(Mr King) The issues I have worked on this week include the child trust fund, equity release, occupational pensions and the taxi market along with this inquiry. We do have to spread ourselves thinly. One of the things that has helped us a great deal in recent years is the emergence of reasonably resourced and effective sectoral consumer bodies. Their focus will be on the consultations and the issues faced by the regulator. We do continue to have a relationship with each of the relevant sectoral regulators. However, our particular locus is often on government and public policy frameworks and the interaction between the market and the state in an area like financial services. I think it leads to a fairly compatible relationship.
  (Ms Hutton) As the sectoral consumer bodies have emerged, we have withdrawn from the detail, but the gap that we find is left from the consumer perspective is often some of the high level, connecting issues that run right across all the regulators which, on the whole, the sectoral bodies do not pick up. We have tended to put ourselves into that hole.

  1085. Is there any internal problem or tension between the fact that you have an emphasis on looking at the disadvantaged consumer against the consumer interest? Presumably at times those are not going to be one and the same.
  (Ms Hutton) No, they are not but then nor often are the interests of urban or rural consumers. There are conflicts in this field wherever you look. Quite bluntly, there are sometimes conflicts between those two constituencies. In some areas of our work particularly, we would very strongly take the view that if you start by ensuring that something is right for disadvantaged consumers, on the whole, it would be right for the whole economy. Certainly, in financial services, if you made sure the language was right for disadvantaged consumers, it would be okay for everybody. It is not always a conflict.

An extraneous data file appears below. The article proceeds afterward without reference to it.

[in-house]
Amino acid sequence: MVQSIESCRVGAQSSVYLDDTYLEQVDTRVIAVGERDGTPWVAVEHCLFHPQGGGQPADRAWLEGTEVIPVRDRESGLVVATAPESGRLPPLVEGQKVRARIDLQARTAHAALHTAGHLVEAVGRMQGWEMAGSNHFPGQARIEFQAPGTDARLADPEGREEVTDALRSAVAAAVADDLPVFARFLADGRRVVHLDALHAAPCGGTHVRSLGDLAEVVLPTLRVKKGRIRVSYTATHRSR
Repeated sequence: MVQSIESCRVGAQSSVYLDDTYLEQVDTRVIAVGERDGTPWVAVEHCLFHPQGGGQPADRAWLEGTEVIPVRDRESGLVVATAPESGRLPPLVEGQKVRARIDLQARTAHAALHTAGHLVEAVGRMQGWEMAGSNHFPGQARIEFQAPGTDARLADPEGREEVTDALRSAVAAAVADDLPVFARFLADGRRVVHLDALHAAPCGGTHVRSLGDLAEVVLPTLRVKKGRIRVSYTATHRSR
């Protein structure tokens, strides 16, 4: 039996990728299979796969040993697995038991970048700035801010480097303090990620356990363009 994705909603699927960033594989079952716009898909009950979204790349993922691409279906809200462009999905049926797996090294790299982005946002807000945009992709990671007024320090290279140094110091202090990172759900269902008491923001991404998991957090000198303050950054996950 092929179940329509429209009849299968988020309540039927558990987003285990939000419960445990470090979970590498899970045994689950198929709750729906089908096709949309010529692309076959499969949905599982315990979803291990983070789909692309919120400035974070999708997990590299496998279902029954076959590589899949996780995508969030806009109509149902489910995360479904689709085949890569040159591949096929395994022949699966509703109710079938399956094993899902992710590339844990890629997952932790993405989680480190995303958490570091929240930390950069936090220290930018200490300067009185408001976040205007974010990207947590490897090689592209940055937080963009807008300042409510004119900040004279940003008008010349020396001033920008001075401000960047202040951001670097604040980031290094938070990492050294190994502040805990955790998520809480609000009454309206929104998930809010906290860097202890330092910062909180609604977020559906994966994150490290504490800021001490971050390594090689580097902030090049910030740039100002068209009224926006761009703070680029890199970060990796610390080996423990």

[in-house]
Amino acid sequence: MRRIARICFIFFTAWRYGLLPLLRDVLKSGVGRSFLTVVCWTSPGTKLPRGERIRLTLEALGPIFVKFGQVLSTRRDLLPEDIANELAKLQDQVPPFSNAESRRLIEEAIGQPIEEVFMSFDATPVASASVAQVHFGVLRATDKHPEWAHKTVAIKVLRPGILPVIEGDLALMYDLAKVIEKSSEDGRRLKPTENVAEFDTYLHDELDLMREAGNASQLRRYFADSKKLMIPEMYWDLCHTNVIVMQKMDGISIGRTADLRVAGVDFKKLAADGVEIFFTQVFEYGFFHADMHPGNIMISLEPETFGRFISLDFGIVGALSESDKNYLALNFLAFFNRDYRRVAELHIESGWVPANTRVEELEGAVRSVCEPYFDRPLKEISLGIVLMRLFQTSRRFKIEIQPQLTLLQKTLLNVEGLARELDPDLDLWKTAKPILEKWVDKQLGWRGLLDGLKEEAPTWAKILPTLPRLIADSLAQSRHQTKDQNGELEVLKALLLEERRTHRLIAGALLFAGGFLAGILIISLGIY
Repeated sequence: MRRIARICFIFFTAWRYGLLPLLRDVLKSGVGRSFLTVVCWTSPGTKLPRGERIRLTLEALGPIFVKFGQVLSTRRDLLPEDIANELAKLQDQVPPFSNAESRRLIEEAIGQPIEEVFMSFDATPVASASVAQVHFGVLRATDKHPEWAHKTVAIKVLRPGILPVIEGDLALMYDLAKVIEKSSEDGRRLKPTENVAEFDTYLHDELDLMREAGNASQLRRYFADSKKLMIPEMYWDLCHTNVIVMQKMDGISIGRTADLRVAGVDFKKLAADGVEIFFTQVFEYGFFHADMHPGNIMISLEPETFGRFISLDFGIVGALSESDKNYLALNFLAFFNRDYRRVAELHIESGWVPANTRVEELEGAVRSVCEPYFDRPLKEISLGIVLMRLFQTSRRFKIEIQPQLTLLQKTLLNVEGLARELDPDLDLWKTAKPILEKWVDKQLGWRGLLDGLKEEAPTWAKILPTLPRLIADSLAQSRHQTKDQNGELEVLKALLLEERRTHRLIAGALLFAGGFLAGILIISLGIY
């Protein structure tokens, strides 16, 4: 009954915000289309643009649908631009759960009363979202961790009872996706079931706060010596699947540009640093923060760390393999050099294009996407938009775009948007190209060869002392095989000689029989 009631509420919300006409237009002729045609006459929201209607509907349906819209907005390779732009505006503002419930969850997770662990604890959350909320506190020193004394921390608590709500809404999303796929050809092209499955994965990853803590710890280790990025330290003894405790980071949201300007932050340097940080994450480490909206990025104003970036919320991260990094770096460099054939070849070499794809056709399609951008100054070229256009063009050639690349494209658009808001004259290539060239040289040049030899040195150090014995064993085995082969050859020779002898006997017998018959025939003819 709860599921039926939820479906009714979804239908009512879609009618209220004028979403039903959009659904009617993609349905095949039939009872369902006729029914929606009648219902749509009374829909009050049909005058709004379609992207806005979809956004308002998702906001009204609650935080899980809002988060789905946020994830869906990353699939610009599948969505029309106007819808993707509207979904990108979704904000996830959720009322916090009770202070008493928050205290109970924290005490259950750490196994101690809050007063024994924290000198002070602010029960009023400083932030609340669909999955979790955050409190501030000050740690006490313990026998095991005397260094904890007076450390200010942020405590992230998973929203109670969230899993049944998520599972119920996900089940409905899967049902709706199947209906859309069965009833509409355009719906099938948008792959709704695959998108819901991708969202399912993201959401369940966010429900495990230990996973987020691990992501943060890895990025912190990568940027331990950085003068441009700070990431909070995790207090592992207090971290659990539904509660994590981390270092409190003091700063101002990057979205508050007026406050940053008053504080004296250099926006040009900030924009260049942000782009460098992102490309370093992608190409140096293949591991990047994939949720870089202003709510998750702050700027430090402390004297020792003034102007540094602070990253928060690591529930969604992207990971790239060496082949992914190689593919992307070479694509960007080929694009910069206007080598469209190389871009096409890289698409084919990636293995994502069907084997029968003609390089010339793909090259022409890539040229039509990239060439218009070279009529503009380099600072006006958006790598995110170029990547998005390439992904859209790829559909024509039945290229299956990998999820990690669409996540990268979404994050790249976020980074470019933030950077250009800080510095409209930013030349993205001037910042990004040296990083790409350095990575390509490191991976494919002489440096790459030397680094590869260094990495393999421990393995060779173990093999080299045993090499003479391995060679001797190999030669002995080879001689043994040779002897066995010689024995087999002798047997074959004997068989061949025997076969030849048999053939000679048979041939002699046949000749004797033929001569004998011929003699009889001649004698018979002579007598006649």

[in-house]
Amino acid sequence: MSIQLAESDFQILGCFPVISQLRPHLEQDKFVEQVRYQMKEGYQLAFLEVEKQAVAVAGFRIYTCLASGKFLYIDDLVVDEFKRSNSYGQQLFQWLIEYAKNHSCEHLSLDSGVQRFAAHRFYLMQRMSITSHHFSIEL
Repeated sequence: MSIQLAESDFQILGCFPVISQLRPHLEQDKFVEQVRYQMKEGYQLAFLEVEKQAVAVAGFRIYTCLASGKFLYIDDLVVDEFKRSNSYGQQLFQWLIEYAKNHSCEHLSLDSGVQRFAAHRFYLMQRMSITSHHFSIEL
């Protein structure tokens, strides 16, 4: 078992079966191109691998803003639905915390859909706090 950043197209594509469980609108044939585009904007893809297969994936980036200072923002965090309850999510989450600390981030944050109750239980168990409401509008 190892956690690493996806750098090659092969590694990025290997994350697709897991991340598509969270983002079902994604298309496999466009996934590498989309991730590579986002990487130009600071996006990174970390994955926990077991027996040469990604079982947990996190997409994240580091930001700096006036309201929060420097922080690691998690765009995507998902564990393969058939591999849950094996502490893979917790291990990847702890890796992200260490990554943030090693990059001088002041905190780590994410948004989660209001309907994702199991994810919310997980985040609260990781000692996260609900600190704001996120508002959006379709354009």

(Mr King) I agree there is a conflict sometimes and I think we have a specific role there to talk up the needs of some people who might not have their needs met by the market. Does it require some kind of cross-subsidy from consumers or from the taxpayer? Somebody has to pay one way or another, if it is ensuring access to water or banking or whatever. We would look for more of a transparent, open debate about that. There are a lot of cross-subsidies within the system anyway. It is not like we have a purist cost-pricing arrangement across all the utility sectors. Sometimes, these cross-subsidies arguably work against low income consumers. Arguably sometimes the poor pay more in some circumstances such as the utilities, because the poor have to use prepayment meters quite often. They are less likely to benefit from switching, as the NAO have flagged up quite recently. I think it is right and appropriate for us to flag up these particular issues.

  Chairman: Thank you very much. That has covered an awful lot of ground. Thank you very much for your time. It has been extremely helpful and we are very grateful to you for being with us this afternoon.